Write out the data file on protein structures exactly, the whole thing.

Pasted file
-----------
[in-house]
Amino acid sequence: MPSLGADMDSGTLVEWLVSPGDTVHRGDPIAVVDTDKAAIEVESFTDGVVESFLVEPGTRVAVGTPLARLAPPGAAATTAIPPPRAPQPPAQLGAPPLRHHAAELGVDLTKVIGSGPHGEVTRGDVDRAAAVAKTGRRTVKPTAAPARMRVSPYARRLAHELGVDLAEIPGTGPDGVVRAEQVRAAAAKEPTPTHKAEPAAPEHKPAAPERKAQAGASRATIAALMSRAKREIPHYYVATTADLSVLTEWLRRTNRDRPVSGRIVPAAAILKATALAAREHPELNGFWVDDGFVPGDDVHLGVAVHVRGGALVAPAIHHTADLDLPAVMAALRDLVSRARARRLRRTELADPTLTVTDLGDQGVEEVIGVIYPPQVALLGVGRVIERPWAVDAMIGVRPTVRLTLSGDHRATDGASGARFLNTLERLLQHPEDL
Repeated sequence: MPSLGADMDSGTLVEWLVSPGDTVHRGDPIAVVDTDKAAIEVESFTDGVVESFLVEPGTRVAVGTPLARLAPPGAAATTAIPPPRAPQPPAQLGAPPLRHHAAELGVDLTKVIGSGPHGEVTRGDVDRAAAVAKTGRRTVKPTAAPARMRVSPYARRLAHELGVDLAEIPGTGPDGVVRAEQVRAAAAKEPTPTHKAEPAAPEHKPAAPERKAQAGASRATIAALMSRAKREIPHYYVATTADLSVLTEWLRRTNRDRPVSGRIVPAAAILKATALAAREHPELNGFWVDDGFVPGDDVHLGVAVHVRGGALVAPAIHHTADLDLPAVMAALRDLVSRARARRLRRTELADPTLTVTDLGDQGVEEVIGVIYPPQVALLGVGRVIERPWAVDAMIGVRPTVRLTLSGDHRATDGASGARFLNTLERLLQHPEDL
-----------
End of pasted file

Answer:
[in-house]
Amino acid sequence: MPSLGADMDSGTLVEWLVSPGDTVHRGDPIAVVDTDKAAIEVESFTDGVVESFLVEPGTRVAVGTPLARLAPPGAAATTAIPPPRAPQPPAQLGAPPLRHHAAELGVDLTKVIGSGPHGEVTRGDVDRAAAVAKTGRRTVKPTAAPARMRVSPYARRLAHELGVDLAEIPGTGPDGVVRAEQVRAAAAKEPTPTHKAEPAAPEHKPAAPERKAQAGASRATIAALMSRAKREIPHYYVATTADLSVLTEWLRRTNRDRPVSGRIVPAAAILKATALAAREHPELNGFWVDDGFVPGDDVHLGVAVHVRGGALVAPAIHHTADLDLPAVMAALRDLVSRARARRLRRTELADPTLTVTDLGDQGVEEVIGVIYPPQVALLGVGRVIERPWAVDAMIGVRPTVRLTLSGDHRATDGASGARFLNTLERLLQHPEDL
Repeated sequence: MPSLGADMDSGTLVEWLVSPGDTVHRGDPIAVVDTDKAAIEVESFTDGVVESFLVEPGTRVAVGTPLARLAPPGAAATTAIPPPRAPQPPAQLGAPPLRHHAAELGVDLTKVIGSGPHGEVTRGDVDRAAAVAKTGRRTVKPTAAPARMRVSPYARRLAHELGVDLAEIPGTGPDGVVRAEQVRAAAAKEPTPTHKAEPAAPEHKPAAPERKAQAGASRATIAALMSRAKREIPHYYVATTADLSVLTEWLRRTNRDRPVSGRIVPAAAILKATALAAREHPELNGFWVDDGFVPGDDVHLGVAVHVRGGALVAPAIHHTADLDLPAVMAALRDLVSRARARRLRRTELADPTLTVTDLGDQGVEEVIGVIYPPQVALLGVGRVIERPWAVDAMIGVRPTVRLTLSGDHRATDGASGARFLNTLERLLQHPEDL